Sharp Objects Recap: War of the Roses

Sharp Objects

Season 1 Episode 3
Editor’s Rating *****
Photo: HBO

“You love dead girls,” a sloppily drunk Amma coos to Camille in one of the opening scenes of “Fix.” Amma draws out the word “love,” letting it crackle at the end making it ripe with dangerous meaning. This statement — which Amma says as she drapes herself over Camille — operates as an indictment, curiosity, and a strange seduction. If they weren’t sisters, I’d say Amma was flirting with Camille. Watch the way she melts onto her sister, her face growing soft. She’s playing a role, the same way everyone in Wind Gap does. Here, she’s the younger sister, touchingly naïve and desperate for affection. But Camille bristles at Amma’s overtures. Is it because there is a flash of insincerity? Is it because they are a twisted mimicry of the cloying love Adora bestows on Amma? These aspects likely all factor in. But ultimately, it’s because Amma is more right than she knows. Camille is a woman both drawn to and haunted by dead girls in her past.

“Fix” deepens the knotted emotional terrain between Camille and the other women in her orbit. It’s a stunning excavation of Wind Gap’s obsession with maintaining a glossy surface by focusing on all the ways Camille refuses and fails to hide her own sorrow and suffering by answering the mystery of one dead girl. Up to this point, there has been a young woman with cascading ash-blonde hair haunting the edges of Camille’s existence. At times she appears to Camille in the mirror, other times she stands at various points in Wind Gap, the lower half of her face a bloody wreck and her eyes with a mile long glare. “Fix” answers the question of this girl’s identity. She’s Alice (Sydney Sweeney), the roommate Camille had when she checked into a mental hospital. She’s another girl that Camille couldn’t save.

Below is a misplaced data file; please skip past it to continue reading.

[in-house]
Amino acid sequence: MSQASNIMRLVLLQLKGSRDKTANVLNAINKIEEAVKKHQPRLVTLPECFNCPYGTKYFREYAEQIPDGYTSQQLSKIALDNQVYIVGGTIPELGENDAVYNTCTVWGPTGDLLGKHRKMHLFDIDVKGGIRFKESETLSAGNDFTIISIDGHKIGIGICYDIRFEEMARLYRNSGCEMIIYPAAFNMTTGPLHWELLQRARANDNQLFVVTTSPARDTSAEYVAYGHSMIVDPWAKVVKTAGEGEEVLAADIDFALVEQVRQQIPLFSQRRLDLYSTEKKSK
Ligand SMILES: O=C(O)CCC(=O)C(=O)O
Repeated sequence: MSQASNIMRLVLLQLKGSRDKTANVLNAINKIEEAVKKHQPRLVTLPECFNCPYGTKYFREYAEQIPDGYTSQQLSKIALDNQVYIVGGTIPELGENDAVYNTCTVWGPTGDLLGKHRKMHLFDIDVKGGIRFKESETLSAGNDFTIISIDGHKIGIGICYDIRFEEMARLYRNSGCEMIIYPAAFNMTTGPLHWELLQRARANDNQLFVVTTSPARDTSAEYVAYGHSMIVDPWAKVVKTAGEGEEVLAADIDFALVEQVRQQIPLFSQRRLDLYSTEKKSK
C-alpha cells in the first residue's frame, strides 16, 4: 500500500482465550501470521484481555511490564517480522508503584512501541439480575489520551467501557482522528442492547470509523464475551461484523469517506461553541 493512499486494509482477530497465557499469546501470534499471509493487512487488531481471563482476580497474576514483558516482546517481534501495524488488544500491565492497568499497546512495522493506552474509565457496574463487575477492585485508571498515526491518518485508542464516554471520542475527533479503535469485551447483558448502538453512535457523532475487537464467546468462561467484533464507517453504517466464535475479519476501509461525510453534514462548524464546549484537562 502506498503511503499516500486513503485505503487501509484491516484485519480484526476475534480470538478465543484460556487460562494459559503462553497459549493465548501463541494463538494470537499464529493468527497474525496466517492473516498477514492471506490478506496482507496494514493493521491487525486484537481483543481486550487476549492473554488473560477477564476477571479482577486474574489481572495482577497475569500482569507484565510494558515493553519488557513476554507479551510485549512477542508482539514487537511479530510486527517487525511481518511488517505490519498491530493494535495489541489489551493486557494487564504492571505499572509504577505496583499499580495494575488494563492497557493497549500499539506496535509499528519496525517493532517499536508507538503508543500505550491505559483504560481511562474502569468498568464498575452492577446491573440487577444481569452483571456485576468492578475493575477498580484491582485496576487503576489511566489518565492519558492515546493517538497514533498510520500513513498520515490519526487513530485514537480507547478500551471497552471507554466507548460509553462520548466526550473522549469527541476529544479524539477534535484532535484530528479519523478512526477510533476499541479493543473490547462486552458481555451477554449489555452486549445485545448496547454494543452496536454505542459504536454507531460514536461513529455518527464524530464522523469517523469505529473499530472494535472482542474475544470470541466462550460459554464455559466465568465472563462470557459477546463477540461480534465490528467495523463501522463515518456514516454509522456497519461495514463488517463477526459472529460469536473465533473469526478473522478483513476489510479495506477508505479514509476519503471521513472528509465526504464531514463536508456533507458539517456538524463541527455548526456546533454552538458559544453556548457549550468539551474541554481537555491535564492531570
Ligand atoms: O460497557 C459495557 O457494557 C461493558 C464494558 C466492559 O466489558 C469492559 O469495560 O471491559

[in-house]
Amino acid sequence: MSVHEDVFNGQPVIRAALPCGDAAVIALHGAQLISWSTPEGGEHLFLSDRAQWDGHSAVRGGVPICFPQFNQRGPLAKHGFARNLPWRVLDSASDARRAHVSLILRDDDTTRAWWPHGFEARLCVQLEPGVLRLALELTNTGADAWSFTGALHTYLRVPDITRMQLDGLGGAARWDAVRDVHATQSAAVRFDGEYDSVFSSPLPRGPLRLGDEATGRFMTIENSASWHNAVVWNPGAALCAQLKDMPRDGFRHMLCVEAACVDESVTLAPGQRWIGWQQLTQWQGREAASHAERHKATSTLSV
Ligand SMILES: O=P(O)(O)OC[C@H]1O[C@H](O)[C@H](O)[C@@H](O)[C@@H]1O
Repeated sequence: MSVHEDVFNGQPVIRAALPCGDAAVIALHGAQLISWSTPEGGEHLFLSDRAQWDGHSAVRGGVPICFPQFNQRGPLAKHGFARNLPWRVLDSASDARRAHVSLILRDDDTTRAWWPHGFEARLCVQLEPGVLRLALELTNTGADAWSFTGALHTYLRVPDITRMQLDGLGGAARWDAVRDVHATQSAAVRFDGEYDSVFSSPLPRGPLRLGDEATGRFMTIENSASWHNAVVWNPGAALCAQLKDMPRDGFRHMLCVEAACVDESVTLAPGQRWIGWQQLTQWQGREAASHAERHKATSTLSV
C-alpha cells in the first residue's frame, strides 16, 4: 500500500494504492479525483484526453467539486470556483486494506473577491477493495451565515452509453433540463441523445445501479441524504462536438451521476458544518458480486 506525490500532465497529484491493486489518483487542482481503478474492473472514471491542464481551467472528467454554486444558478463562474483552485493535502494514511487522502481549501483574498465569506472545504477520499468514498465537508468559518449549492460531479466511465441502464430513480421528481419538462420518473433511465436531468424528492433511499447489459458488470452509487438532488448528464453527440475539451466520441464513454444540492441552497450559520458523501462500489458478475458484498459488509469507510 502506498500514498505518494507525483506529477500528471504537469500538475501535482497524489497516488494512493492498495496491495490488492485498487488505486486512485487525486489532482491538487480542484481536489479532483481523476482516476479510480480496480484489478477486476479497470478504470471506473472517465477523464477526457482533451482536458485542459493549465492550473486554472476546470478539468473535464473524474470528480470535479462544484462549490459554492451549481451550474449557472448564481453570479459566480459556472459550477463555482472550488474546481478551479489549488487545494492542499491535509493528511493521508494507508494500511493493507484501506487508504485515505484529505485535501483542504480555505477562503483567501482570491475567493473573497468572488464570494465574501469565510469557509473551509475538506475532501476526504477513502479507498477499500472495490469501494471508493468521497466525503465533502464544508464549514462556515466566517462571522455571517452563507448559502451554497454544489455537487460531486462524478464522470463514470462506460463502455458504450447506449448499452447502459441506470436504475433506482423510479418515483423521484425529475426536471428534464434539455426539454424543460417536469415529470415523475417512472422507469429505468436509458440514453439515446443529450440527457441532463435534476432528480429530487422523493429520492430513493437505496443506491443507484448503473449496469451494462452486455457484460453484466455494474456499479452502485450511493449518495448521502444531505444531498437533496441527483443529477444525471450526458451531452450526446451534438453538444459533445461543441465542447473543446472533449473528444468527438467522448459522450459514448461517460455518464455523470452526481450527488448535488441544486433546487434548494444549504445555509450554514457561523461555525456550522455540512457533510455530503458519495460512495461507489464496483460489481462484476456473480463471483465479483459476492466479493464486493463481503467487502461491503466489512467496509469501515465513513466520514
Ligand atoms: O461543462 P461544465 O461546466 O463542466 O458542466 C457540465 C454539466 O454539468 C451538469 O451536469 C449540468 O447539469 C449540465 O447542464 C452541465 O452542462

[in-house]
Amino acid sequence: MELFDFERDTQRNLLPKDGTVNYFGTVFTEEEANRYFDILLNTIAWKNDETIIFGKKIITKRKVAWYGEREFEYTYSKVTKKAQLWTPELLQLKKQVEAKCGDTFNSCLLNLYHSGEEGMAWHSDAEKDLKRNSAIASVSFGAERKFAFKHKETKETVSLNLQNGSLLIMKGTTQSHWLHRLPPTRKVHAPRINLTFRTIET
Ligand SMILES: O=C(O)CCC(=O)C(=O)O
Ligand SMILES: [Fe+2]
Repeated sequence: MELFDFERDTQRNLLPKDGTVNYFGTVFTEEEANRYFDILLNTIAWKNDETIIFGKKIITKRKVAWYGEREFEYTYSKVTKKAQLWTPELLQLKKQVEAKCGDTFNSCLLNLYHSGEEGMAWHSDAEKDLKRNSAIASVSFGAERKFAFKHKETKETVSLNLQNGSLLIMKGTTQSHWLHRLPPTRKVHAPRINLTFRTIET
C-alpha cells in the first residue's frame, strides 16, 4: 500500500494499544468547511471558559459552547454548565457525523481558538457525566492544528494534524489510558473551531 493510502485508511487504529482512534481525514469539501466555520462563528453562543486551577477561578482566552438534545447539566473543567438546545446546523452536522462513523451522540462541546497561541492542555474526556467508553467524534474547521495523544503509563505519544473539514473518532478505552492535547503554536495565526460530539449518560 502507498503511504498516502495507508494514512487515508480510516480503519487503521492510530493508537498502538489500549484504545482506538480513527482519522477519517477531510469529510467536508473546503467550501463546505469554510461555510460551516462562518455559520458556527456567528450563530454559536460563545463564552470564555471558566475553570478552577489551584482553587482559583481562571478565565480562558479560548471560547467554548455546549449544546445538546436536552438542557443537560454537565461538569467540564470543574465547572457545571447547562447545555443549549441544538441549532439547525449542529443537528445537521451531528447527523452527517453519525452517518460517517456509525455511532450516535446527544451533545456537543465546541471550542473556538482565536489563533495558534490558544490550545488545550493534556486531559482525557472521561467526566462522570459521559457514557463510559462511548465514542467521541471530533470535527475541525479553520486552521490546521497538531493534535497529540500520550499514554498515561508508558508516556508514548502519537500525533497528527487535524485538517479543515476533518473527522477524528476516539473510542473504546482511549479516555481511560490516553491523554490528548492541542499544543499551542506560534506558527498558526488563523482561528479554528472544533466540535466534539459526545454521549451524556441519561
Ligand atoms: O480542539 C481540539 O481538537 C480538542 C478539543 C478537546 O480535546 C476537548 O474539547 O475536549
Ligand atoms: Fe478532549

“Fix” is most insightful and heartfelt and biting when focusing on Camille’s relationship with Alice. Like much of Sharp Objects, the totality of this relationship unfurls at a slow pace. Camille’s memories of that time rise to the surface because of a variety of visual and aural detritus — the bright rose bushes Adora tends, the patter of rain against the window, the glint of sunlight as Camille drives and drives through the town. In this way, the show is astute about memory — the way it is guided by emotion not logic.